“Ground ’em and pound ’em” is Keith “Shabang-Bang” Berish’s strategy for how he’s going to take out his opponent in his first Ultimate Fighting Championship TUF 19 finale on July 6, to be broadcast on Fox1. This 28-year-old Port Ewen native, who started wrestling as a freshman in Kingston High School in 2000, currently stands in the cage undefeated with a 5-0 amateur and 5-0 pro score card.
Mixed martial-arts “cage-fighting” is full-contact combat comprised of grappling, Muy Thai boxing, wrestling, striking, kickboxing, karate, judo, sambo (another form of wrestling) and Brazilian jiu-jitsu. MMA has scored considerable success on pay-per-view television, surpassing boxing and wrestling in popularity, which some attribute to added excitement with the diversity of strikes and takedowns. It’s all battled in the confines of a 24-foot-by-24-foot enclosed cage. To the casual and uninitiated observer, the fight can appear like two men in a loving embrace; that is, until one of them passes out cold.
Berish’s opponent on July 6 will be Robert Drysdale, a world champion Brazilian jiu-jitsu black-belt fighter based in Las Vegas. Drysdale’s strength may be his undoing, as Berish’s trainer, instructor and manager Nolan Dutcher, owner of Black and Blue, the mixed martial-arts gym on Route 28 outside Kingston, explained that Berish’s leg up in this fight is in his diversity of training and skills, ranging from being an accomplished wrestler to Muy Thai boxing.
“[Berish] is well-rounded in [mixed martial arts],” said Dutcher, who has been working with him for nine years. “He is good with stand-up striking ability, a brown belt in Brazilian jiu-jitsu, and he has a background with high-school wrestling so he has good takedowns. So if you are not winning standing up with strikes, then you can choose to take them down to the mat and grapple.”
Though Berish’s record is impressive, the UFC could have had their pick in any MMA gym to find fighters with comparable or even better. Why Berish? Dutcher figured that the years in his fighting career and his winning scorecard are only part of the reason. “When you go to these shows and fight, then you get recognized, then the bigger shows scouts are there,” he said. “So it’s his look, and his personality on the mat, too. Someone can be 20-0, but they take people down on the mat by lying on them. That’s boring. They use the term ‘lay and pray,’ which is taking someone down and lie on top of them for three rounds. [Berish] has four or five finishes in the first round, so he’s more exciting to watch. People like finishes. And Keith Berish finishes fights. He has two knockouts and two submissions out of five professional fights.”
Dutcher said that Berish does not have a specific weakness, and that in this fight the only advantage Drysdale has are his Brazilian jiu-jitsu skills.
“Shabang-Bang”? Really?According to Berish, a fighter does not give himself a nickname. He said he was dubbed “Shabang-Bang” by friends who came to his first fight, and described the one-two punching sequence he gave his opponent as, “Shabang! Bang!”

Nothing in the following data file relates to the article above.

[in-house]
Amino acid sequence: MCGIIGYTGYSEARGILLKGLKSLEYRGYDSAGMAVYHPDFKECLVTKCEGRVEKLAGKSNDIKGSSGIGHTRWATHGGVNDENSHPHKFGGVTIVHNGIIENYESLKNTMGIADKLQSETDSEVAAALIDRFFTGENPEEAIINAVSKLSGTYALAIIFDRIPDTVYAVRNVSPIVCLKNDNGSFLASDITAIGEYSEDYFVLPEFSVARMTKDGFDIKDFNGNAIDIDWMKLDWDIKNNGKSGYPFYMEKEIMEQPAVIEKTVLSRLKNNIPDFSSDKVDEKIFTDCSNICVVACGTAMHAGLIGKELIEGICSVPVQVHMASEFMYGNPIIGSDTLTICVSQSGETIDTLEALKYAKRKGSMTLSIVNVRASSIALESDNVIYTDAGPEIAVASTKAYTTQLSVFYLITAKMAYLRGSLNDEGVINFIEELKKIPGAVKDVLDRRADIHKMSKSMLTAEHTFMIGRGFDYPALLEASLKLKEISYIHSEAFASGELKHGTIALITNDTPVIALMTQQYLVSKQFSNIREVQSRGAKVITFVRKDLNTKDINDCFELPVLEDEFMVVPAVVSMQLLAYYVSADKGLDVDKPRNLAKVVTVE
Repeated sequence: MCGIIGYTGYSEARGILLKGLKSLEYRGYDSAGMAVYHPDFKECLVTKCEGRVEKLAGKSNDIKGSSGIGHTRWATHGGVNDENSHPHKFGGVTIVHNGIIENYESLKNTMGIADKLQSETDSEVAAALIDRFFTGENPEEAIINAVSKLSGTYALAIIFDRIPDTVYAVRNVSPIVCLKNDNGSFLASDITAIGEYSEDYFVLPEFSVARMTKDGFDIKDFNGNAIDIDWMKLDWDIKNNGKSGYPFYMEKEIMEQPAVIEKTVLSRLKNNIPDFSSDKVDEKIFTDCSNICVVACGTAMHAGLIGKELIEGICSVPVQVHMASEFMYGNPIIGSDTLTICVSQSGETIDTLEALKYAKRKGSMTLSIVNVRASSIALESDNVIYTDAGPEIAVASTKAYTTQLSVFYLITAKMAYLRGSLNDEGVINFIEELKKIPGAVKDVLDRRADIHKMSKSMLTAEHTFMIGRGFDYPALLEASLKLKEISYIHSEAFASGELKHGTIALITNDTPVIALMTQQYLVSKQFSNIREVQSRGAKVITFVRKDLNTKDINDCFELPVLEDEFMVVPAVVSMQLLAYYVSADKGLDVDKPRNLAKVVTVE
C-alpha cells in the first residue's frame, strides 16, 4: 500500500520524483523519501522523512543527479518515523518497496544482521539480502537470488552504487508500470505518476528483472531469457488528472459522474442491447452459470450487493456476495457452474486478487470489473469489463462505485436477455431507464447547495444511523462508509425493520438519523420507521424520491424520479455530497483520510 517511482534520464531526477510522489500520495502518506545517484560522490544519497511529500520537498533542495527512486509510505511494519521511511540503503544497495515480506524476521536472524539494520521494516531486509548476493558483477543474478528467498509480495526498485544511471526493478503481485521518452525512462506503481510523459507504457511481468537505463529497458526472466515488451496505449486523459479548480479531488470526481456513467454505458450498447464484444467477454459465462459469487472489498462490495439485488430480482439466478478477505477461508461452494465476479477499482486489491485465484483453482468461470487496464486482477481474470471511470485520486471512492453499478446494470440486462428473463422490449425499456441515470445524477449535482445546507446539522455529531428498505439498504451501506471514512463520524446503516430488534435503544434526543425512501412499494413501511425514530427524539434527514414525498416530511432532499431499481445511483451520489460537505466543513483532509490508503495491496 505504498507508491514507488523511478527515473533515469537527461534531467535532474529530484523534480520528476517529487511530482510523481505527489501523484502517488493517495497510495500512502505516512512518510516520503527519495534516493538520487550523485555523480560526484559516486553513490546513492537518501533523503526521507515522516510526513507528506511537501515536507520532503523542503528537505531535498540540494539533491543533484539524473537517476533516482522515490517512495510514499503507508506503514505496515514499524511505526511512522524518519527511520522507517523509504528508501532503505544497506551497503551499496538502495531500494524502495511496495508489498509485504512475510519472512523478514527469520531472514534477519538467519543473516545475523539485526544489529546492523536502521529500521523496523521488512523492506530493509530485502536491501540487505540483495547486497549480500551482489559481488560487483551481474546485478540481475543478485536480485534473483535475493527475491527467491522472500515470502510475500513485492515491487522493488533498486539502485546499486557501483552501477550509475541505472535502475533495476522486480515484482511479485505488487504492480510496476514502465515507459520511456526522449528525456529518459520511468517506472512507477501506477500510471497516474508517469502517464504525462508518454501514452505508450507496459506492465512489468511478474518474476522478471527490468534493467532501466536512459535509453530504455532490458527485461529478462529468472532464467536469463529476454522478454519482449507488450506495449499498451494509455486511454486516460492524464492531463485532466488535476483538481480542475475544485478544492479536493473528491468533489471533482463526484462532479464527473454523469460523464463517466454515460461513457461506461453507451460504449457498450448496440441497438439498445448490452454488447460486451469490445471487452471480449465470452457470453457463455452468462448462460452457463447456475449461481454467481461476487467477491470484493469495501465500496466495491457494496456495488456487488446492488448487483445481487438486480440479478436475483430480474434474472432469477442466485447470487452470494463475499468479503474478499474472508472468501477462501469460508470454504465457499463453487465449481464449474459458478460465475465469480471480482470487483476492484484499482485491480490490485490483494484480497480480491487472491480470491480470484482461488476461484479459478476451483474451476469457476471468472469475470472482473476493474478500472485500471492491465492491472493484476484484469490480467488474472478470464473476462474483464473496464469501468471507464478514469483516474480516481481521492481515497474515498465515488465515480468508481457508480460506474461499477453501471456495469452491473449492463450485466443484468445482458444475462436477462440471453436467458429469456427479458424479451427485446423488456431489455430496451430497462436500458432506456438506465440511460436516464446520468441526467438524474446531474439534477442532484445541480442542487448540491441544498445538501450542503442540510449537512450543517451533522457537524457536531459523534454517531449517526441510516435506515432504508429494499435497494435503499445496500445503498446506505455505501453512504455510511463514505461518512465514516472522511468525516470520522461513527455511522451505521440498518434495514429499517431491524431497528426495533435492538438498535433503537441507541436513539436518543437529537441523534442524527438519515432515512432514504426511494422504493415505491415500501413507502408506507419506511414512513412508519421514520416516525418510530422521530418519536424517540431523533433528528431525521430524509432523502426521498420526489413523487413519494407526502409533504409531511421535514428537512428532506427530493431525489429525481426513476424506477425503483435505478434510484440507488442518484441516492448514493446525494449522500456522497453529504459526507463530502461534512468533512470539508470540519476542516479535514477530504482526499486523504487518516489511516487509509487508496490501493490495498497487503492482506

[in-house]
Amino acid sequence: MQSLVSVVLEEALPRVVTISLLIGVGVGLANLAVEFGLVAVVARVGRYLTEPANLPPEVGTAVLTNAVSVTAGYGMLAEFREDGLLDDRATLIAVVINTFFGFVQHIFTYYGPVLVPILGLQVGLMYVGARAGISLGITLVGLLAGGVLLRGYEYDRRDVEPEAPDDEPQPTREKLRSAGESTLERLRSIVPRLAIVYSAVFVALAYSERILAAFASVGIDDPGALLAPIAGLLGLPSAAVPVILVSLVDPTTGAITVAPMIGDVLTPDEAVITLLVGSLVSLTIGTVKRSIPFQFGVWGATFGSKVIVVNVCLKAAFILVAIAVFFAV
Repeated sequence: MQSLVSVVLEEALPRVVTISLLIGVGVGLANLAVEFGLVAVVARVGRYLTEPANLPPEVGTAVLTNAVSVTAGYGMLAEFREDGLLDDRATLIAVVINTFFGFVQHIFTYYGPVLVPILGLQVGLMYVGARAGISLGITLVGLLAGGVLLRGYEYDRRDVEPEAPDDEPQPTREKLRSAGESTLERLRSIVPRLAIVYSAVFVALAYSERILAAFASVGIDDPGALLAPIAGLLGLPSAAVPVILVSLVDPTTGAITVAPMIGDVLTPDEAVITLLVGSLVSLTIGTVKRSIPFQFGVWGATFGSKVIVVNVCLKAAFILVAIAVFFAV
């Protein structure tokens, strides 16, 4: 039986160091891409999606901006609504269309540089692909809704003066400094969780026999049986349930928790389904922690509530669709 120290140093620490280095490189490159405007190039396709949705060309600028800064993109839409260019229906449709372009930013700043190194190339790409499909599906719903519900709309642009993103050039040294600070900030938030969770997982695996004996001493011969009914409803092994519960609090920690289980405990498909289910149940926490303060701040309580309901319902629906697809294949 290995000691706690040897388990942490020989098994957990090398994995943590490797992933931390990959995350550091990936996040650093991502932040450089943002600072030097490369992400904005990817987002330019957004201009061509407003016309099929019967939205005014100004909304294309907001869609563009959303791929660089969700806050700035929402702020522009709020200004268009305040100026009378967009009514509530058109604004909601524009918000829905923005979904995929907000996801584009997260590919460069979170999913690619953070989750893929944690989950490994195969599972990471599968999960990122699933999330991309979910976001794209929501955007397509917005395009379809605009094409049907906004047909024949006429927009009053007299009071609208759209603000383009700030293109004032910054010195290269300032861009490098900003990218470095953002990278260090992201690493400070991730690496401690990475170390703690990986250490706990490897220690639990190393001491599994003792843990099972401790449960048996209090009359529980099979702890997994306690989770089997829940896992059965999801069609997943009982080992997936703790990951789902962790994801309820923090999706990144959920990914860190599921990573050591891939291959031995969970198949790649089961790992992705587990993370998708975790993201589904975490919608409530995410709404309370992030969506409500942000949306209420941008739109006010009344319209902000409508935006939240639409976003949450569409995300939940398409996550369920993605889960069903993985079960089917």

A shot of confidence
What goes into preparing for a fight? Though he usually keeps a pretty clean diet and trains regularly, Berish said that six to eight weeks or so before a fight he’s in high gear. Berish said he likes to eat organic and clean foods as a rule, and does not typically drink regularly. During training periods he cuts back on junk in his diet, drinks a gallon of water a day, does not imbibe alcohol whatsoever and gets plenty of sleep. Berish trains twice a day for two hours a day, doing intense amount of cardio, such as multiple rounds of 30-yard wind sprints, for example. He works out at Mac Fitness with a personal trainer doing weights and kettle bells, in addition to MMA training. Berish works in TechCity doing mechanical assembly, and is blessed with an employer who has allowed him to take half-days until his fight. “They are very supportive,” he said. “They know this is a big fight.”
Berish usually fights at 185 pounds “middleweight,” but for this fight he got to bulk up to 205, which he says is not his preferred fighting weight. Berish, at six feet tall, described fighting some men at the higher weight as “giant monsters who can put a man over their shoulder.” He added that he was not willing to turn down the UFC for any weight class in which they wanted to see him.
Drysdale is an impressive six foot three. “I don’t like fighting big boys at 205,” said Berish. “They give the opportunity to fight at whatever weight, I am going to take it. It’s going to be like Highlander, I am going to steal your powers now. It’s a win-win because there’s more pressure on him. Everyone looking at this fight assumes he is going to win because he has an established name, and people know who he is.”
In addition to training at Black and Blue, Berish trains in Connecticut. Dutcher said that he lines Berish up with different fighters who can challenge his varied skills. Berish must qualify medically to be licensed in the State of Nevada, and has a few tests to take: fresh physical exam, eye exam, blood work to exclude HIV, Hepatitis B and C, plus MRI and MRA brain scans.
Like all fighters, Berish has had his share of bumps and scrapes. He has broken his left wrist, torn meniscus in right knee, broken his hand twice and suffered two herniated discs. “I am very laid back, relaxed,” said Berish of his own general disposition. However, he described his fighting personality as “Kill or be Killed.”
“From the time until I have my fight, anything that aggravates me, I make a mental note and take it out on my opponent. It’s this guy’s fault, I say to myself,” said Berish. “A deer jumped on my new car once and dented it, It’s this guy’s fault. Anything that pisses me off, I blame it on him.”